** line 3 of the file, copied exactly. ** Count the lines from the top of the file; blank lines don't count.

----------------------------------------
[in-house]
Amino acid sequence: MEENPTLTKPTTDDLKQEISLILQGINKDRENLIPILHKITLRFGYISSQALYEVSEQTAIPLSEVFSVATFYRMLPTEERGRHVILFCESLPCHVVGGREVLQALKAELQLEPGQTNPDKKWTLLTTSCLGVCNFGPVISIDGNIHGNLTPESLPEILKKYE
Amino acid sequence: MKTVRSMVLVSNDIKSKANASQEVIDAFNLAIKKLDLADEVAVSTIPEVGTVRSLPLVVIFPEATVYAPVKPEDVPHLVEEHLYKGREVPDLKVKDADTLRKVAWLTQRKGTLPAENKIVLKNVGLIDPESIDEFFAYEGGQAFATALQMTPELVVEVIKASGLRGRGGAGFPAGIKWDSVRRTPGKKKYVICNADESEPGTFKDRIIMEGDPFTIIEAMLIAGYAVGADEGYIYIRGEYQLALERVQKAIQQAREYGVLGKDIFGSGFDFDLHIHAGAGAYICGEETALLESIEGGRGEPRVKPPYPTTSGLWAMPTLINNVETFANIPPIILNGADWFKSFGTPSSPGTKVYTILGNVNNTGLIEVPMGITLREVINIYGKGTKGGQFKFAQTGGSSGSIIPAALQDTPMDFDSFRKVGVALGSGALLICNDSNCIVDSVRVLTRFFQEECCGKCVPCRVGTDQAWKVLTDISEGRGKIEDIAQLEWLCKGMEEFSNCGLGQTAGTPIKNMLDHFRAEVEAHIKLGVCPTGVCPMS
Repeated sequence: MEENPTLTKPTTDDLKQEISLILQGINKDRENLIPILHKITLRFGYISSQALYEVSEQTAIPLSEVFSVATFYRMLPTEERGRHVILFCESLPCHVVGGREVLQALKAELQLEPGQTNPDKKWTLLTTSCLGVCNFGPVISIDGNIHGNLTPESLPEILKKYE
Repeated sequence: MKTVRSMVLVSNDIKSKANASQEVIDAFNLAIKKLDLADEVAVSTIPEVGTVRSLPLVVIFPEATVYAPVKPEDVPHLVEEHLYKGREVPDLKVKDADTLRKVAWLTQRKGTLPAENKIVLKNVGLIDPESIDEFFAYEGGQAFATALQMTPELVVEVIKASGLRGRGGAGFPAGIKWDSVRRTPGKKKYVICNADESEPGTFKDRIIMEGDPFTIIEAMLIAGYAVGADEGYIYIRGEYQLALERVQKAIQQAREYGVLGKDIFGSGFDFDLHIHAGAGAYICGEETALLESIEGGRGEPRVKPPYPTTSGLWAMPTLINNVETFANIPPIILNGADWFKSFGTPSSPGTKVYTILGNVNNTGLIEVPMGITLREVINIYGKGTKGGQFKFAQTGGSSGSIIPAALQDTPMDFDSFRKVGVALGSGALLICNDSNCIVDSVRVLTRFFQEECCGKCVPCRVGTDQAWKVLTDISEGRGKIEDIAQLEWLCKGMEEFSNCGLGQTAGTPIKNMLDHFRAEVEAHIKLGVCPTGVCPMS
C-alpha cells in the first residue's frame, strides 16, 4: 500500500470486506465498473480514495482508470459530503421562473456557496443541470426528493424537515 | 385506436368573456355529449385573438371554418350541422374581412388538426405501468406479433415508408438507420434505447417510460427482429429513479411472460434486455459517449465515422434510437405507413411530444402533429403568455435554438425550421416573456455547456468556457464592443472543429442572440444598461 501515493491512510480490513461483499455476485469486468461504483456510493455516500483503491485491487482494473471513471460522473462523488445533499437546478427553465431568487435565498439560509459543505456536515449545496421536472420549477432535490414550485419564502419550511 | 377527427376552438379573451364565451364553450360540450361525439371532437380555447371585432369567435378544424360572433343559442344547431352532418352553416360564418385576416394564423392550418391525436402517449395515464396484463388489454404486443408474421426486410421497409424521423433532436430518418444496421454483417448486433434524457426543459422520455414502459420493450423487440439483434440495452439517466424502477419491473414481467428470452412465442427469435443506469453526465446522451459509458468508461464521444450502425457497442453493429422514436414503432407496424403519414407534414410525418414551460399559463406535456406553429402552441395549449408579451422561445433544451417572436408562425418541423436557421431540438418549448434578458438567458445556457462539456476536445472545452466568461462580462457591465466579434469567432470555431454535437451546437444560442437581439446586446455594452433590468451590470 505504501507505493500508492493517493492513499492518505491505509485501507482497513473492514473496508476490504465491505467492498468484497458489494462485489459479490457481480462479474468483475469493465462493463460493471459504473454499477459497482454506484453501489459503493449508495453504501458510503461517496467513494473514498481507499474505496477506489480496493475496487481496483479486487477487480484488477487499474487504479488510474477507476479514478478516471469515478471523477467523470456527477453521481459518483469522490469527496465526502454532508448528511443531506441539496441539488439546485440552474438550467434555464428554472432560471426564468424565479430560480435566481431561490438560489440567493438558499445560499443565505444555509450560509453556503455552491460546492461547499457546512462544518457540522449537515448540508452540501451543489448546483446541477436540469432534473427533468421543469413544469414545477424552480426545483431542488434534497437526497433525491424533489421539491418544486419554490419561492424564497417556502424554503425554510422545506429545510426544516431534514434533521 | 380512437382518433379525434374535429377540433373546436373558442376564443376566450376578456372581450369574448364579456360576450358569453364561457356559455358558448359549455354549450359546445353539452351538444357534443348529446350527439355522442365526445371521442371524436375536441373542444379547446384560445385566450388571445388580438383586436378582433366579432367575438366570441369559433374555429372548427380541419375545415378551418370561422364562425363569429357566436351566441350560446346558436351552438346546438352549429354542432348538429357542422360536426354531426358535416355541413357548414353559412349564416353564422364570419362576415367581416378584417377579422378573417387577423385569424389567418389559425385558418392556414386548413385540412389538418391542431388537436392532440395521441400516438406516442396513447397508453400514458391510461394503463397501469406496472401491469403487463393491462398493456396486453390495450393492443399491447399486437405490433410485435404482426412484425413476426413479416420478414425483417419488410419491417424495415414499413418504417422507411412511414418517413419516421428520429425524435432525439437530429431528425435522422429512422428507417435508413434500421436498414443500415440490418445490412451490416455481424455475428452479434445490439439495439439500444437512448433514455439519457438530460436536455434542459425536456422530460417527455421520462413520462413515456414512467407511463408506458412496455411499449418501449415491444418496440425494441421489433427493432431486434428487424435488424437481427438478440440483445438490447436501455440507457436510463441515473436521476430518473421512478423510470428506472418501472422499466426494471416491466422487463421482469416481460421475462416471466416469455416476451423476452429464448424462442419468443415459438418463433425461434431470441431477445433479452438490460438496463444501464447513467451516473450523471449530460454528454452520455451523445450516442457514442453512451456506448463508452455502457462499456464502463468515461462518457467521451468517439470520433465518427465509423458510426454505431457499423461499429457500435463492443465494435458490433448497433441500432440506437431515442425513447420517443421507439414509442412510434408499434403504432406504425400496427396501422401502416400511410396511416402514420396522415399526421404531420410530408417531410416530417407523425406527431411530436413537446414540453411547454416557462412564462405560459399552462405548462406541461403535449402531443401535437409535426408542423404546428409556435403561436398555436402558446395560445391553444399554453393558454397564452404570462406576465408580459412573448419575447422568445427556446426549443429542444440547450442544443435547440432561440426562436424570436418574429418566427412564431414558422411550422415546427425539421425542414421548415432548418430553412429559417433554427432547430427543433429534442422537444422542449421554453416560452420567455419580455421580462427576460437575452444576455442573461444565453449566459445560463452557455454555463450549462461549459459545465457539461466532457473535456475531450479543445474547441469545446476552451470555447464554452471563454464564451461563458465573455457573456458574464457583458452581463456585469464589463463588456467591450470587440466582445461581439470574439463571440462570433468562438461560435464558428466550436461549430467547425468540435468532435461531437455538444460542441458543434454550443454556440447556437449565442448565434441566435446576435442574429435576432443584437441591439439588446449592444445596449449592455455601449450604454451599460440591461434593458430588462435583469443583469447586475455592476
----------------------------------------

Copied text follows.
Amino acid sequence: MKTVRSMVLVSNDIKSKANASQEVIDAFNLAIKKLDLADEVAVSTIPEVGTVRSLPLVVIFPEATVYAPVKPEDVPHLVEEHLYKGREVPDLKVKDADTLRKVAWLTQRKGTLPAENKIVLKNVGLIDPESIDEFFAYEGGQAFATALQMTPELVVEVIKASGLRGRGGAGFPAGIKWDSVRRTPGKKKYVICNADESEPGTFKDRIIMEGDPFTIIEAMLIAGYAVGADEGYIYIRGEYQLALERVQKAIQQAREYGVLGKDIFGSGFDFDLHIHAGAGAYICGEETALLESIEGGRGEPRVKPPYPTTSGLWAMPTLINNVETFANIPPIILNGADWFKSFGTPSSPGTKVYTILGNVNNTGLIEVPMGITLREVINIYGKGTKGGQFKFAQTGGSSGSIIPAALQDTPMDFDSFRKVGVALGSGALLICNDSNCIVDSVRVLTRFFQEECCGKCVPCRVGTDQAWKVLTDISEGRGKIEDIAQLEWLCKGMEEFSNCGLGQTAGTPIKNMLDHFRAEVEAHIKLGVCPTGVCPMS